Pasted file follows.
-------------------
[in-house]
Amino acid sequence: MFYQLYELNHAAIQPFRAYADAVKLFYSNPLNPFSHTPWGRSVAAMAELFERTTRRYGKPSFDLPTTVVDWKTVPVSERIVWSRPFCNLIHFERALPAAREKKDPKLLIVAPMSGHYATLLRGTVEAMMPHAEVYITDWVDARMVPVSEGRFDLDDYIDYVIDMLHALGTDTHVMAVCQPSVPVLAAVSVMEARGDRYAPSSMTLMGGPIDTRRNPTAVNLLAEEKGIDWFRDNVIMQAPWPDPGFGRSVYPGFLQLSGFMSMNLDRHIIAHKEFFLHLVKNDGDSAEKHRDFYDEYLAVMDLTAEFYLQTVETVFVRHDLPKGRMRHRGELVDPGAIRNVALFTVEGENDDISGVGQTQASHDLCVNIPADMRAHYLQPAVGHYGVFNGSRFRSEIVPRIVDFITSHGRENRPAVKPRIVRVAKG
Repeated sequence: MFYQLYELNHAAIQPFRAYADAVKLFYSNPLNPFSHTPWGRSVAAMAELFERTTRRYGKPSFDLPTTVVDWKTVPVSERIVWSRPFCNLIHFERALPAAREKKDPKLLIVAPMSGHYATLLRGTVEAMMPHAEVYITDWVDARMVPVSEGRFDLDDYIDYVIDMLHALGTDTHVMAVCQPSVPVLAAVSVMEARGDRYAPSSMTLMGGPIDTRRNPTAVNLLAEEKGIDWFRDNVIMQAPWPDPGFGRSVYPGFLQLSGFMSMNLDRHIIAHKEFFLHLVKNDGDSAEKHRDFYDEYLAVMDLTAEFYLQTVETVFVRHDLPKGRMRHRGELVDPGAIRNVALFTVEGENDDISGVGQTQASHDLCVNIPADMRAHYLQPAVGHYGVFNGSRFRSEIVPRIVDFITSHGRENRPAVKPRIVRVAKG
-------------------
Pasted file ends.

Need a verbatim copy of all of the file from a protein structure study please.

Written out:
[in-house]
Amino acid sequence: MFYQLYELNHAAIQPFRAYADAVKLFYSNPLNPFSHTPWGRSVAAMAELFERTTRRYGKPSFDLPTTVVDWKTVPVSERIVWSRPFCNLIHFERALPAAREKKDPKLLIVAPMSGHYATLLRGTVEAMMPHAEVYITDWVDARMVPVSEGRFDLDDYIDYVIDMLHALGTDTHVMAVCQPSVPVLAAVSVMEARGDRYAPSSMTLMGGPIDTRRNPTAVNLLAEEKGIDWFRDNVIMQAPWPDPGFGRSVYPGFLQLSGFMSMNLDRHIIAHKEFFLHLVKNDGDSAEKHRDFYDEYLAVMDLTAEFYLQTVETVFVRHDLPKGRMRHRGELVDPGAIRNVALFTVEGENDDISGVGQTQASHDLCVNIPADMRAHYLQPAVGHYGVFNGSRFRSEIVPRIVDFITSHGRENRPAVKPRIVRVAKG
Repeated sequence: MFYQLYELNHAAIQPFRAYADAVKLFYSNPLNPFSHTPWGRSVAAMAELFERTTRRYGKPSFDLPTTVVDWKTVPVSERIVWSRPFCNLIHFERALPAAREKKDPKLLIVAPMSGHYATLLRGTVEAMMPHAEVYITDWVDARMVPVSEGRFDLDDYIDYVIDMLHALGTDTHVMAVCQPSVPVLAAVSVMEARGDRYAPSSMTLMGGPIDTRRNPTAVNLLAEEKGIDWFRDNVIMQAPWPDPGFGRSVYPGFLQLSGFMSMNLDRHIIAHKEFFLHLVKNDGDSAEKHRDFYDEYLAVMDLTAEFYLQTVETVFVRHDLPKGRMRHRGELVDPGAIRNVALFTVEGENDDISGVGQTQASHDLCVNIPADMRAHYLQPAVGHYGVFNGSRFRSEIVPRIVDFITSHGRENRPAVKPRIVRVAKG